My weekly[-ish] list of speculative fiction novels that I think are worth looking out for. They are mainly – but not always! – new or forthcoming releases.
The One-Eyed Man by L E Modesitt Jr
The colony world of Stittara is no ordinary planet. For the interstellar Unity of the Ceylesian Arm, Stittara is the primary source of anagathics: drugs that have more than doubled the human life span. But the ecological balance that makes anagathics possible on Stittara is fragile, and the Unity government has a vital interest in making sure the flow of longevity drugs remains uninterrupted, even if it means uprooting the human settlements.
Offered the job of assessing the ecological impact of the human presence on Stittara, freelance consultant Dr. Paulo Verano jumps at the chance to escape the ruin of his personal life. He gets far more than he bargained for: Stittara’s atmosphere is populated with skytubes – gigantic, mysterious airborne organisms that drift like clouds above the surface of the planet. Their exact nature has eluded humanity for centuries, but Verano believes his conclusions about Stittara may hinge on understanding the skytubes’ role in the planet’s ecology – if he survives the hurricane winds, distrustful settlers, and secret agendas that impede his investigation at every turn.
This is one of those books that I will admire from afar and probably never get around to reading. I would have ignored it entirely, were it not for Modesitt’s article, Alien Ecology as Character? in which he explains the core environmental/ecological theme of his novel. It hooked me.
Novels where the ecology plays a central role in not just the setting, but in the resolution of the plot, are rare. Novels that do this well are even rarer, and novels that do both accurately, in conjunction and in conflict with a functioning society, are even rarer. Accomplishing all those was certainly in my mind when I wrote The One-Eyed Man, in addition, of course, to writing a novel based on John Jude Palencar’s gorgeous cover painting.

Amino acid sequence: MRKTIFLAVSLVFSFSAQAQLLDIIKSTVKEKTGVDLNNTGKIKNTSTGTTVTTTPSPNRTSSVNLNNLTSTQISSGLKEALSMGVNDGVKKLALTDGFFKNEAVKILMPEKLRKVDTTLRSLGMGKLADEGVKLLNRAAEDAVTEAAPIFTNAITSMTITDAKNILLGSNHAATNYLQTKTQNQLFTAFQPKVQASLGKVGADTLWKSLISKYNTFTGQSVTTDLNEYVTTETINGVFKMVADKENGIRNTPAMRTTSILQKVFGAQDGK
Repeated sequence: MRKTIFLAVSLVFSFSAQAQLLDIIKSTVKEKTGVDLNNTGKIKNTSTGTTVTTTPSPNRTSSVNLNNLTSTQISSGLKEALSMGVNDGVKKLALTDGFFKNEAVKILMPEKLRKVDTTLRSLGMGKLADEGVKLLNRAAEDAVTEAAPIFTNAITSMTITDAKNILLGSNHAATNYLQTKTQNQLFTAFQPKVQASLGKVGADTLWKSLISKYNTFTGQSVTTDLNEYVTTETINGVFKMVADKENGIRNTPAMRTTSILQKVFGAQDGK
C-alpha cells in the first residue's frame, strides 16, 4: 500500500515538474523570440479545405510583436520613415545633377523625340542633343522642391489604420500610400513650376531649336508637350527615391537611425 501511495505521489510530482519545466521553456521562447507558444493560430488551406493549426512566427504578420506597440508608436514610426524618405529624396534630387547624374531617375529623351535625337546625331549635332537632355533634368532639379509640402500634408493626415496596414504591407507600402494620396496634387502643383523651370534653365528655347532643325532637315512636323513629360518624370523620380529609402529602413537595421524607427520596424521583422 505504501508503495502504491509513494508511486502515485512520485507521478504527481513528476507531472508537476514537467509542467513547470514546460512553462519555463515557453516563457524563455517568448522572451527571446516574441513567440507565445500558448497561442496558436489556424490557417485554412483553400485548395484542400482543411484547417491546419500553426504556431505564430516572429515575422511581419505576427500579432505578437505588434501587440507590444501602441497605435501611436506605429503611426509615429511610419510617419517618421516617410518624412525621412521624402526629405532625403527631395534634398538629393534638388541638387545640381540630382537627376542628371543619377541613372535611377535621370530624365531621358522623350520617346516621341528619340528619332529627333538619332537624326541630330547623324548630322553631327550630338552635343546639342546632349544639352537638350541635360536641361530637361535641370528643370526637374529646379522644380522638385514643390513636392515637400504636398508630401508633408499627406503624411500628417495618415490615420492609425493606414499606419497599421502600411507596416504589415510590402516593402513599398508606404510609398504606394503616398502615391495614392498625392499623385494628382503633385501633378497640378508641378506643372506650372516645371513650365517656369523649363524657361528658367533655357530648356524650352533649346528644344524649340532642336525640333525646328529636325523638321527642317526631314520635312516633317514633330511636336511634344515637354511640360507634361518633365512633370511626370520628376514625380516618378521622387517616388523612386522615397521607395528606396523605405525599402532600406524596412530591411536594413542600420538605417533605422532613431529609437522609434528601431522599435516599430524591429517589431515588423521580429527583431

Dr Verano’s role in the complex environment (politically and ecologically speaking) of Stittara is to ‘find a solution that balances two differing ecologies, multiple levels of political systems, all of which view him as a threat, and his own conscience, a difficult proposition considering that he is a hired ecological consultant with no real power.’
This book would be well placed next to Sherri S Tepper’s Grass, another book I have admired from afar but am yet to read.
On the Steel Breeze by Alastair Reynolds
Book two of the Poseidon’s Children trilogy, which began with Blue Remembered Earth.
An epic vision of our journey into deep space.
Hundreds of years from now mankind will finally inherit the stars. A fleet of holoships is heading towards the nearest habitable planet at 15% the speed of light. In massive asteroids turned into ships, tens of millions of people are heading towards a new home. A home that bears signs of an ancient alien civilisation.
No-one knows what they will find when they get there in 90 years. But the main problem is that the ships will have to break the laws of physics to be able to stop. And the research into ways to stop risk the ships themselves. Has mankind squandered the utopia of years past?
My first exposure to Reynolds was Revelation Space, which I did not finish. I don’t recall any particular aversion to the book–perhaps I was simply not in the right frame of mind at the time. Then I picked up a second-hand copy of Blue Remembered Earth and figured I’d give him another go. BRE is set 150 years in the future, a time when Africa is Earth’s dominant technological and economic power. I found this book much more accessible and enjoyable than Revelation Space, and made a mental note to keep an eye out for the next volume.
And here it is. I may not rush out to buy it immediately, but if I can pick it up cheap one day I’ll happily to add it to my to-read pile.
The Alchemy of Stone by Ekaterina Sedia
With the old order quickly giving way to the new, Mattie discovers powerful and dangerous secrets – secrets that can completely alter the balance of power in the city of Ayona. However, this doesn’t sit well with Loharri, the Mechanic who created Mattie and still has the key to her heart – literally.
This was originally published in 2008, and only recently caught my eye thanks to its beautiful cover art. On the far right is the edition featuring ‘The Collector‘ by David Defigueredo, and the other cover is by artist Andrä Martyna. And even the Italian edition is glorious.
Sometimes, beautiful cover art is all the motivation you need to read a book (and to purchase both editions).